In the kitchen: reducing food waste
1-7 March is Food Waste Action Week, and we’re committed to not only reducing our food waste in the restaurant, but also to help you at home.
For our part, we’ll be signing up to WRAP’s Guardians of Grub programme. We’re really excited to become a Guardian of Grub champion – not only to reduce our waste but to help our planet too. We’ll be tracking every piece of food we throw away and this allows us to see where we are wasting the most food, and give us a lot more insight to our menu content and portion sizes.
If you want to take up the challenge of reducing your food waste at home, Executive Chef Steve Wilson has given us some of his top tips. Plus, you can share your own tips on social media and win some pretty great prizes – take up the Love Food Hate Waste challenge here.
Steve’s top tips for reducing food waste
– Avoid buying too much at the supermarket – always make a shopping list as my mum says. Plan your meals and write down what you need – don’t be tempted by nice packaging on readymade meals or buy one get one free deals.
– Never shop on an empty stomach – you would be surprised what you can come back with. If you combine this with not having a shopping list, well, you’ll not only have a lot of food waste, but you’ll have a blow a big hole in your bank balance!
– Use local produce – try getting your vegetable from a farmers market, as they last two to three times longer than your average supermarket product.
– Store food like a chef: first in, first out. FIFO it is the first rule in organising a kitchen fridge and pantry. Place newly purchased items behind the old items and you’ll cut down on your spoilage drastically.
– Keep your fridge tidy – if you overload your fridge, your fridge temperature might not be correct. Invest in a small fridge thermometer that hangs on your shelf – this should always read between 2-5°C. Make sure you store raw food below cooked food, and ensure any leftovers are in sealed containers.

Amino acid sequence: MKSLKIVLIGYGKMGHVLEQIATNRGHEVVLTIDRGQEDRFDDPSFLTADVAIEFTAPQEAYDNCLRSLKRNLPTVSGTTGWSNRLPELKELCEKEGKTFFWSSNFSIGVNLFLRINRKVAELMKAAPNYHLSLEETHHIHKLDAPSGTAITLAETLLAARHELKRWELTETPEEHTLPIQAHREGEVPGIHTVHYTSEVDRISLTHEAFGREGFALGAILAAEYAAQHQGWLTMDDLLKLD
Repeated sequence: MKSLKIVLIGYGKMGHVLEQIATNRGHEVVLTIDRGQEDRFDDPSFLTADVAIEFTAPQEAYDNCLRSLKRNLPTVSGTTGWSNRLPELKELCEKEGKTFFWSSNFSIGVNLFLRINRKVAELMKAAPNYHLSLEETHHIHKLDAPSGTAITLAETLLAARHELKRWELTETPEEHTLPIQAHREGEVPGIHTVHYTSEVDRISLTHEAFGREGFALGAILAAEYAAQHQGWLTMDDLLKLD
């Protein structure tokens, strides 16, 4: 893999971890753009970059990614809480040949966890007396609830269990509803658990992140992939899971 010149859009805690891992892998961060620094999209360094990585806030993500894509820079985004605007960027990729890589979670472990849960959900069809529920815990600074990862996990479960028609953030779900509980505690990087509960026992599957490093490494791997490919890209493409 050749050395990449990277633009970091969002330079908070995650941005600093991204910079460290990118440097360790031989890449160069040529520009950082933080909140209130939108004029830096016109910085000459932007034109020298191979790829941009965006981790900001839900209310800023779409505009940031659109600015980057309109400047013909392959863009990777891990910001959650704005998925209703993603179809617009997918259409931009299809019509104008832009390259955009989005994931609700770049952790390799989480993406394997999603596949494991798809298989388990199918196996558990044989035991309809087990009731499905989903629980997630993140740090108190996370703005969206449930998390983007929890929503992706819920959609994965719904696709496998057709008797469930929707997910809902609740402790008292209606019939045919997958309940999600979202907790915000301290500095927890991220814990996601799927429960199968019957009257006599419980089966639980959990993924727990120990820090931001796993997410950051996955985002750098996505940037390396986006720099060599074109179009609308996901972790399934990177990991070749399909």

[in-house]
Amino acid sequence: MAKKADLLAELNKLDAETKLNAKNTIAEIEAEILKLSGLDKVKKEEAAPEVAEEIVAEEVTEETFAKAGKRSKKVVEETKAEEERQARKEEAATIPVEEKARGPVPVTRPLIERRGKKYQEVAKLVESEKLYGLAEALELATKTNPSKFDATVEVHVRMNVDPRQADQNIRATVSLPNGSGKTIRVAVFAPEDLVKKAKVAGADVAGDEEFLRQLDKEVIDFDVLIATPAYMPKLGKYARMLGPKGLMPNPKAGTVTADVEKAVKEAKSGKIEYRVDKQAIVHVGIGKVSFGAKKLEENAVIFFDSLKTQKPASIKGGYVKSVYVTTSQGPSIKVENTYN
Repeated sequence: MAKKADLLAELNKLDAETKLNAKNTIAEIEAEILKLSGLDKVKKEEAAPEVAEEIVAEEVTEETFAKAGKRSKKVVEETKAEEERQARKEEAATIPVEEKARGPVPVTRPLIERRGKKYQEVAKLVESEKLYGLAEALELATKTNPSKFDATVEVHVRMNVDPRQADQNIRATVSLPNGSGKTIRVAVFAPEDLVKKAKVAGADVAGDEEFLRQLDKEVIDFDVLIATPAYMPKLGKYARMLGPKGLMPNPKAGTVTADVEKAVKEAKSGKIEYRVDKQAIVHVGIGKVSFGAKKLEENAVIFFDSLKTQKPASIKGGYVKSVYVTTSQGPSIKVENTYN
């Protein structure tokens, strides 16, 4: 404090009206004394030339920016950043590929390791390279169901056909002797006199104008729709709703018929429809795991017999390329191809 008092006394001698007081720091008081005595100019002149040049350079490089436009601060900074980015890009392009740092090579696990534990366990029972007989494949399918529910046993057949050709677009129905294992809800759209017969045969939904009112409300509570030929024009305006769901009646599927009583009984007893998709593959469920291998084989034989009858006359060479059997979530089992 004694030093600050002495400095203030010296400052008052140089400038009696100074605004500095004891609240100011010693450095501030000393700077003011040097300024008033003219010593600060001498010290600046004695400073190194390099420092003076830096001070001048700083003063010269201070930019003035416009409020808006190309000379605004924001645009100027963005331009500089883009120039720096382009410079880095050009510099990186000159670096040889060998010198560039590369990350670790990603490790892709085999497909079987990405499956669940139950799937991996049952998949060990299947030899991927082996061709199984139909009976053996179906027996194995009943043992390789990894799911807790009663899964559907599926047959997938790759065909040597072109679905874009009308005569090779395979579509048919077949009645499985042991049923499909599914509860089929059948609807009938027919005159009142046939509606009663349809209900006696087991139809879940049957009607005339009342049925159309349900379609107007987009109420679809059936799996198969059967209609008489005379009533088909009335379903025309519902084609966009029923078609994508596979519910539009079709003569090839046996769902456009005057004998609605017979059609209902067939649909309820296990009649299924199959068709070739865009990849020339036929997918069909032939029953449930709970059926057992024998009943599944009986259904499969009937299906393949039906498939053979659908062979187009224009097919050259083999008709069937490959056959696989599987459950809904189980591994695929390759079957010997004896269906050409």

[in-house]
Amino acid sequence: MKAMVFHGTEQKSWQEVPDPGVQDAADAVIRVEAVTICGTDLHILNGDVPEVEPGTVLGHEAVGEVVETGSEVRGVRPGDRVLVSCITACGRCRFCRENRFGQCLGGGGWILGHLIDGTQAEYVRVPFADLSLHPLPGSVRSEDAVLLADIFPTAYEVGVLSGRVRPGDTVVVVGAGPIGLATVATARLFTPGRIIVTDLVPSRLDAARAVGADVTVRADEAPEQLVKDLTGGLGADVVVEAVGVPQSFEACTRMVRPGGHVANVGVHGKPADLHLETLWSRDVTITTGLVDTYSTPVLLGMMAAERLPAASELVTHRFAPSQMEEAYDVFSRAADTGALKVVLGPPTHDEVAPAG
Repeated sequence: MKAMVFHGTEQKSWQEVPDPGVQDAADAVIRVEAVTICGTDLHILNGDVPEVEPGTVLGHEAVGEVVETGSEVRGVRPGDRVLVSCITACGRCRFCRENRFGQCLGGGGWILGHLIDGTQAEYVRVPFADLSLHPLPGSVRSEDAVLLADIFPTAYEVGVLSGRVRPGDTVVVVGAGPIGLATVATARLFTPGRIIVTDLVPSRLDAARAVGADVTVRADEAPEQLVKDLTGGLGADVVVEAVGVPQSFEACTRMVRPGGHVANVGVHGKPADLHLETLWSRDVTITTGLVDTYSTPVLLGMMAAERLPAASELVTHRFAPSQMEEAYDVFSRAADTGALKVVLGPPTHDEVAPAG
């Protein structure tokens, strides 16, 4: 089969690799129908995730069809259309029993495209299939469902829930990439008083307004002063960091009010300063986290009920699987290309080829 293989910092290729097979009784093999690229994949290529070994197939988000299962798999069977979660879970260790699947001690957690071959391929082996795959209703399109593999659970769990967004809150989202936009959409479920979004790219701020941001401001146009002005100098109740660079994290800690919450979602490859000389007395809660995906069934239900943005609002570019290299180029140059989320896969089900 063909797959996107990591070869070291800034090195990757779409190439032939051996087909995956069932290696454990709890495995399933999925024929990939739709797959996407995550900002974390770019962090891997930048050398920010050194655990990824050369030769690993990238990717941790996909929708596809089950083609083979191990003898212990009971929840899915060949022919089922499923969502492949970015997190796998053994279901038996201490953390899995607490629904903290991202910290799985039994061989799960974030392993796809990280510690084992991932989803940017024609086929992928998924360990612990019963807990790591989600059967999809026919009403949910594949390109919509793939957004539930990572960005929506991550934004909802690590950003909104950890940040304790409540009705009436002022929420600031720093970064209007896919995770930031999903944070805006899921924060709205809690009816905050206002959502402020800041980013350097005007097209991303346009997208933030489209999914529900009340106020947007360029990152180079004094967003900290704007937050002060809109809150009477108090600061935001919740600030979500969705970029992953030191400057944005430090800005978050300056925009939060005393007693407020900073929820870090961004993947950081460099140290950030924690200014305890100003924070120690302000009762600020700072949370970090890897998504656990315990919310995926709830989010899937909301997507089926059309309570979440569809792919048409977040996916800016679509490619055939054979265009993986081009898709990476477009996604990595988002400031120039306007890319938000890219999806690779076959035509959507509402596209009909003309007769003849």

– Think twice before throw anything away – just because it’s one day past its best before date, it doesn’t mean it’s bad. Best before dates can be misleading, so if a product looks (and smells) fine, often it will be fine to eat. If your greens are starting to wilt a little, they can make great soups, along with things like over-ripe tomatoes. Do some research on the difference between use-by and best before dates – up to 20% of food waste just comes from confusion of the dates.
– Freeze leftovers or make food in batches for use later. Most foods are fine to freeze for up to a month.
– You can also turn leftovers in snacks or lunches – jazz them up with a few condiments or fresh herbs. Just make sure you use leftovers stored in the fridge within two to three days.
– Try your hand at pickling and preserving – you’ll reduce your food waste, learn something new and get a delicious snack out of it. Turn old apples into apple purée and turn cucumbers into pickles.
– Use meat bones and vegetable scraps for stock and broths – don’t throw them out.
– Get green fingered about make some garden compost – spent coffee grounds and egg shells are particularly good.
– Start all of this buy just recording your food waste, write it down – over a month you’ll be shocked what you threw out and how much money you’ve wasted. The average person wastes around £200 per year where a family with children can waste an average of £700 – that’s a lot of money!